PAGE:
Ancient NAR & MIBOR Leaders Carve Out New Laws In Stone
respected tribe leader that had settled in Indiana was upset over a
competing tribe member advertising his caves for sale. He
brought his grievance up with his local higher powers named
MIBOR wasn't sure how to interpret these ancient scrolls and they contacted the highest powers that be called NAR. Together, they reviewed these ancient scrolls to come to an agreed upon interpretation.
Even though the complaining tribe leader had signed an agreement of reciprocity, he did not understand what that meant. He did not like sharing his wares with others. He wanted to be the only tribe allowed to sell his inventory of caves. Any cave buyers had to come directly to him to purchase his inventory.
You see, this ancient tribe leader had heard about and had even witnessed communication via smoke signals, which allowed tribes to speak far and wide instead of face to face. But he never anticipated that his cave selling business would be affected by this method of communication.
He was angry that this competing tribe member learned of a way to make her communications stand out above his own. He did not think it was fair, hence his complaint.
The competing tribe member was forced to change her method of sending smoke signals. This new law affected all cave sellers that worked under the higher power of MIBOR. This law could affect all cave sellers in other areas of our great land.
Back to the Future
I cannot help but laugh at what is occurring over at MIBOR because it is so backward and ridiculous. Yet it is not a laughing matter and if we don't band together it could happen to all of us, even in 2009.
To think that one member had enough clout to create such an interpretation of existing rules is unbelievable. This one member does not want another member in his board to have an advantage over him and instead of learning how to compete he “tattles” in a successful attempt to pull this competitor (and others) down. Is this really happening? Pinch me, I must be sleeping and having a nightmare.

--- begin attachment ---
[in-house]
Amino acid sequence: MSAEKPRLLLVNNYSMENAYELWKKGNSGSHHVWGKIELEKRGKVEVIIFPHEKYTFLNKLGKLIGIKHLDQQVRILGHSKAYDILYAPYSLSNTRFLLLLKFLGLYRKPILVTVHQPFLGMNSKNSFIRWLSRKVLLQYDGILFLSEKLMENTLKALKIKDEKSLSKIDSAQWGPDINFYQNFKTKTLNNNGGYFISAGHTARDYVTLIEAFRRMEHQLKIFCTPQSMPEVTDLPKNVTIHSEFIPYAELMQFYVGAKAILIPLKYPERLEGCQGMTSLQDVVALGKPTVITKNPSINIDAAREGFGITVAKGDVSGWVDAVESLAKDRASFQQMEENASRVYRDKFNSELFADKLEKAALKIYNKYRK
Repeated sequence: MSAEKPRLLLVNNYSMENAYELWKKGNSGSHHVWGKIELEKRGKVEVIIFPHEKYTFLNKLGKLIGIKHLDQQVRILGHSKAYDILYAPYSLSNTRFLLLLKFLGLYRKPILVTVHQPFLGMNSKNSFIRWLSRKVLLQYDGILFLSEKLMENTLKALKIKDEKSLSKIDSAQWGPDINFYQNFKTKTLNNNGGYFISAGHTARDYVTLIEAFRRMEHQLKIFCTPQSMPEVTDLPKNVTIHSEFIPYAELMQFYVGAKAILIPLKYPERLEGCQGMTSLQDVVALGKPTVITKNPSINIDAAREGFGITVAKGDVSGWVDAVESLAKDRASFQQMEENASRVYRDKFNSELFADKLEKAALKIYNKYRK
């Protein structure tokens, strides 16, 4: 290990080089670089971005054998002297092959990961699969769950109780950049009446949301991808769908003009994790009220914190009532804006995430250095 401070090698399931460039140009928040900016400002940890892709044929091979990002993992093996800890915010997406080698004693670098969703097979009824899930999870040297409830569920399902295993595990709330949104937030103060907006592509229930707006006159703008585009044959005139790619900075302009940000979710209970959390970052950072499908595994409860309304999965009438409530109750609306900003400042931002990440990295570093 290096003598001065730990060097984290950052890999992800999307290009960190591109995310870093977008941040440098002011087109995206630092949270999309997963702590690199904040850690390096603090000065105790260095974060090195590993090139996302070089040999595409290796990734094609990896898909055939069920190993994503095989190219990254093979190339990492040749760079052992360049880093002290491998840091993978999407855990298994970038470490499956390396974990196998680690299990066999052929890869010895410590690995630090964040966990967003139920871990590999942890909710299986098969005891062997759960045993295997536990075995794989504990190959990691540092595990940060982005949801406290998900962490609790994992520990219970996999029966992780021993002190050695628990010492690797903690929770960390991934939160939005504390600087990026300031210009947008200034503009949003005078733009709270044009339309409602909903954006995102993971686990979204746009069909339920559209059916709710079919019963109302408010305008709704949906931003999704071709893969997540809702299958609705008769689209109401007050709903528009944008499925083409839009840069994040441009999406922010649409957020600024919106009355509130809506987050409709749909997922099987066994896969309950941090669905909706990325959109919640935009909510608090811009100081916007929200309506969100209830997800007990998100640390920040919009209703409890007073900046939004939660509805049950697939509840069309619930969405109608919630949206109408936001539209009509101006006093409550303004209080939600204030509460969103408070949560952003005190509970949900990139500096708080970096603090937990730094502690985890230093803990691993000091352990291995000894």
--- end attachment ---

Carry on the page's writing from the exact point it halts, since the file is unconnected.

And for any broker or agent that says this isn't a big deal and what's all the fuss, don't even bother. I have had many top and first place positions in Google for my important keywords and am constantly working on more. I attained these serps before I ever instituted my custom idx. So I agree that allowing individual listings to be indexed isn't necessary to compete in the search engines. But what is happening is a big deal and it's an idiotic ruling.
If we choose to set-up and pay for a custom idx, what is the harm? Why can't an SEO savvy real estate webmaster try to improve their website and improve their search for local buyers and sellers? And don't give me that stupid scraping excuse. In fact, out of the many wonderful posts and articles out there, this is one of my favorites by Ryan Hartman telling how he easily scraped Realtor.com.
Some say that's the only reason for this stupid rule – that NAR is trying to protect Realtor.com. But this started with MIBOR. So I don't buy that. Read Morgan Carey's post about MIBOR.
I wrote my letter of concern to Cliff Niersbach. I guess I really need to think about joining a committee although I'm going to have to speak with someone at the board as I don't see anything related to the MLS or technology.
I hope Paula Henry and Jay Thompson get through to someone at today's committee meeting. I do not see how this ruling is protecting the public. It is only protecting those dinosaur brokers/agents that refuse to learn how to compete online.